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Don’t talk, fight

March 10, 2013

NAWAZ Sharif was recently heard saying that if the Americans can talk to the Taliban in Afghanistan then why can’t Pakistan talk to the TTP?

Political leaders that adopt this line of reasoning betray a limited understanding of how the world works. The American constitution, their civil rights and the American way of life is not being negotiated in Nato’s backchannel talks with the Afghan Taliban. Not long ago the Taliban was the de facto regime in Afghanistan. Nato may see some merits in co-opting them back into the power structure in Kabul.

Let’s get one fact straight. The Americans are not in Afghanistan to defeat the Taliban. They are not there to occupy or stabilise or rebuild that country. Regardless of the motives that misinformed conspiracy theorists in this country may attribute to them, the Americans are in Afghanistan (together with the military contingents of 40 other countries) to ensure that Al Qaeda and its affiliates are rendered incapable of launching spectacular attacks against the US (and other countries).

Since September 2001, there has not been an attack like the one on USS Cole, or like the ones on the US embassies in Kenya and Tanzania, much less like 9/11 itself. It would seem that the US military is delivering on at least one key objective. This is what Congress has authorised it to do and has agreed to pay for it, over the years, with $700 billion of American taxpayers’ money.

As it withdraws from Afghanistan, the US will leave behind an elaborate intelligence apparatus as well as precision strike capability in the region. This is a long way from 1998 when the US Navy fired (and misfired) Tomahawk cruise missiles — from warships at sea — aimed at Al Qaeda bases in Afghanistan (and Sudan).

Today it has a bevy of choices — among which armed drones, fixed wing aircraft, Navy SEALs and attack helicopters — with which to ensure that extremist religious forces based in this region do not raise their head again and strike at targets worldwide.

Now the calculus of achieving a complex objective like that may involve negotiating with the Afghan Taliban. What the Taliban may hear from Nato at the negotiating table would be this: ‘Back in October 2001, you were asked to hand over Bin Laden. You ruled Kabul then. We not only got Bin Laden but most of the top Al Qaeda leadership as well. You however, no longer rule Kabul.’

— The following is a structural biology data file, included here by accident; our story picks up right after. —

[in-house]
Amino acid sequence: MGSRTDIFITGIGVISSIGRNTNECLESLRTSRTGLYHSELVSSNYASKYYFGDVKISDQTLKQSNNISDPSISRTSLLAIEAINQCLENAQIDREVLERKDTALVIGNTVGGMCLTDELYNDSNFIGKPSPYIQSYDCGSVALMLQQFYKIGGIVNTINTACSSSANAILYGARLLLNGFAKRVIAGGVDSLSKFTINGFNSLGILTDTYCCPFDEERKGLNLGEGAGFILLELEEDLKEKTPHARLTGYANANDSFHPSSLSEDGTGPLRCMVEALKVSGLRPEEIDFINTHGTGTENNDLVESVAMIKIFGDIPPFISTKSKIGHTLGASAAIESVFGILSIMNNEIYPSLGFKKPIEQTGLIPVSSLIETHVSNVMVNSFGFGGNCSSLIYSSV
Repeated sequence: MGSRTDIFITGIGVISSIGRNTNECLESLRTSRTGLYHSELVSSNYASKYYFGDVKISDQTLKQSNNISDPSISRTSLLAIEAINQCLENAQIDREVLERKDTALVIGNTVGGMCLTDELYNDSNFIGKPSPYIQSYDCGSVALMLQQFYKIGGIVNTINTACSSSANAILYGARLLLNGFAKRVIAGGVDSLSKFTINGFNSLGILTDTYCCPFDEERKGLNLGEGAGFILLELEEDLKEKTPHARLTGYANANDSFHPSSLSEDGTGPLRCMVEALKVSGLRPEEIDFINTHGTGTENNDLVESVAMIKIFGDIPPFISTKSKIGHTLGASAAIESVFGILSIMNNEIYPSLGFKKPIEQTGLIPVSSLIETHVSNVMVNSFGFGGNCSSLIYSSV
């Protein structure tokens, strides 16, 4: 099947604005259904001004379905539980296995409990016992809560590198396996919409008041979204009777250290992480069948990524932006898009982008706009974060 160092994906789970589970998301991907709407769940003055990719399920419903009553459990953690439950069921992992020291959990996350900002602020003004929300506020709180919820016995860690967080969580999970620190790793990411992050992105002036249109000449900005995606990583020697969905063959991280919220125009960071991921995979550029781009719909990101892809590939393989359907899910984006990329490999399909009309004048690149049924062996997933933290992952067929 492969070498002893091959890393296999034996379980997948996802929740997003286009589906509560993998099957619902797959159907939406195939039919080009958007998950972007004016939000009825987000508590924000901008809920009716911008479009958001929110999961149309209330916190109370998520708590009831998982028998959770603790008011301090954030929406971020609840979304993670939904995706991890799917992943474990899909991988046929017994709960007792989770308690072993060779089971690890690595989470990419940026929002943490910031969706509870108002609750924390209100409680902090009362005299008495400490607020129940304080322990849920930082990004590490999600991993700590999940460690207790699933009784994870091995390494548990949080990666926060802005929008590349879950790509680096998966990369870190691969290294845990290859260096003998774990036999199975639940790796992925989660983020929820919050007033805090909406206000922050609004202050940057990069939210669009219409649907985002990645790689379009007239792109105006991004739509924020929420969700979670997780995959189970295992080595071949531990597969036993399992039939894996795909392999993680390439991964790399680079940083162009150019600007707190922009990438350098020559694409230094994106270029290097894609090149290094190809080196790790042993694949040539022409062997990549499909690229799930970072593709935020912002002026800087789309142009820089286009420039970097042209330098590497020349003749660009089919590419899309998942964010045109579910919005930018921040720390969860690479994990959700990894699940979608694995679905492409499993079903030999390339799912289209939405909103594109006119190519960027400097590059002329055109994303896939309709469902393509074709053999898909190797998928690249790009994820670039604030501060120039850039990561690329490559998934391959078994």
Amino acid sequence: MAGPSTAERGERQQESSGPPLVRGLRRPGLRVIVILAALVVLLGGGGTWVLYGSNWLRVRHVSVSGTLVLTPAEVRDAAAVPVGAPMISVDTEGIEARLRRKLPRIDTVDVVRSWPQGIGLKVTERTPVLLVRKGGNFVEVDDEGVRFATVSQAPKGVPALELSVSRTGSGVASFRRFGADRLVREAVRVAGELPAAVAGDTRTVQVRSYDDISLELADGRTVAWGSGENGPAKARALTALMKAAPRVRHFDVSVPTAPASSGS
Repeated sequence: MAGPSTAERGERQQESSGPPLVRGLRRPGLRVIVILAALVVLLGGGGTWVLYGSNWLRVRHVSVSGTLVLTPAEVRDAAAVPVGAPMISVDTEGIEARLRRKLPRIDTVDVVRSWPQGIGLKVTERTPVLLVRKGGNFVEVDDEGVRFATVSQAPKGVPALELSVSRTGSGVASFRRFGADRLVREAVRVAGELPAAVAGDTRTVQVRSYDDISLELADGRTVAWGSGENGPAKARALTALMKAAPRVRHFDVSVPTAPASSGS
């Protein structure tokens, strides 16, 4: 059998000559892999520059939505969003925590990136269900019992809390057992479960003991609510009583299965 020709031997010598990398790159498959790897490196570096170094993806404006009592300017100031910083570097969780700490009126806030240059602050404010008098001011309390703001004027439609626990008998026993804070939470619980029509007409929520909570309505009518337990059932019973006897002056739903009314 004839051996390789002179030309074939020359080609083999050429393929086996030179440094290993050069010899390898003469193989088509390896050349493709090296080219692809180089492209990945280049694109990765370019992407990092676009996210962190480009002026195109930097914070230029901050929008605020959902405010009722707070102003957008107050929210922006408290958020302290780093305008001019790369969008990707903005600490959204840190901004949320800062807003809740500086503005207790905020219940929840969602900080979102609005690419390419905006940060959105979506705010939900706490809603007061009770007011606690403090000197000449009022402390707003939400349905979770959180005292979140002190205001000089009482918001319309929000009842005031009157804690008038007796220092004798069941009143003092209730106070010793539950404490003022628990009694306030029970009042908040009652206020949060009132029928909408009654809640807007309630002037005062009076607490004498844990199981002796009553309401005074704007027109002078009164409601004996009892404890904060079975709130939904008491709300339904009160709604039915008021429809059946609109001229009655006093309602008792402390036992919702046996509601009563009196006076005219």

From this posture they may go on to offer the Taliban a back door into Kabul. Set a thief to catch a thief goes the old dictum; and so the Afghan Taliban in return would have to hold out an assurance that foreign, jihadi and extremist forces will not use sanctuaries in the Pakhtun areas of Afghanistan to stage spectacular attacks against the United States.

There may be other quid pro quo offered to the Taliban. Last week Al Jazeera reported that Afghan President Hamid Karzai had sent a message through Norwegian interlocutors to the Taliban in which he offered them the ministry of justice and the position of chief justice. It is conceivable that the Taliban will ask, and Karzai will agree to let the Taliban’s moral police operate in the Pakhtun areas of Afghanistan with powers to scrutinise people’s lifestyles and appearances and to punish offenders.

To understand what the Taliban want one only has to look at the Kunar province in Afghanistan where they rule. “Democracy and western ideas of women’s rights are against Islam,” the regional Afghan Taliban commander tells Al Jazeera and “there can be no alternative to Sharia, which is God’s law”. Meanwhile the footage shows squads of the vice and virtue police at a checkpoint, one turbaned official holding a cane and half a dozen others, armed with assault rifles, hooded and wearing balaclavas, checking cars to make sure they don’t have music players and that cellphones do not have cameras and video footage.

Kunar is also the hiding hole of Mullah Fazlullah and his Swat Taliban who escaped Operation Rah-i-Raast in Swat in 2009. From Kunar, every now and then they will sneak across into Bajaur Agency and from there into the mouth of the Swat valley where they force the closure of schools. Last October Mullah Fazlullah’s gunmen barged into a school bus. They asked for a student who they identified by name to stand up otherwise all of them would be shot. A 14-year-old girl stood up and took the bullet to her head. Her name is Malala Yousufzai.

The refusal to acknowledge the existence of the Punjabi Taliban has created a security bubble in Punjab, and whilst the province may have been “spared” it continues to sit on a sectarian volcano. You cannot endlessly sweep things under the carpet.

Pakistan is home to the world’s largest jihadi infrastructure (and there are many more Mumtaz Qadris within the Punjab police). This factory of jihad needs to be systematically dismantled. Such things do not happen without force. The longer we delay, the more protracted and bloodier it will be. It is like delaying an operation for fear of surgical pain. Things get more complicated.

In 2007 an extremist assassinated Punjab’s minister for social welfare, Zil-e-Huma in Gujranwala. A little while later there was an assassination attempt on interior minister Aftab Sherpao. The operation against Lal Masjid followed and there were widespread retaliatory attacks across the country. Yet Benazir Bhutto chose to return that year. Elections were held in 2008.

Politicians that are fearful of, or complicit with, the extremist religious forces are Pakistan’s Achilles heel. This is the time to stand up and fight. Running away from this war is no longer an option.

A strategy tip to the PPP and allies: sway the women’s vote in urban Punjab in your direction and away from right-wing parties.

The writer is a strategist and entrepreneur.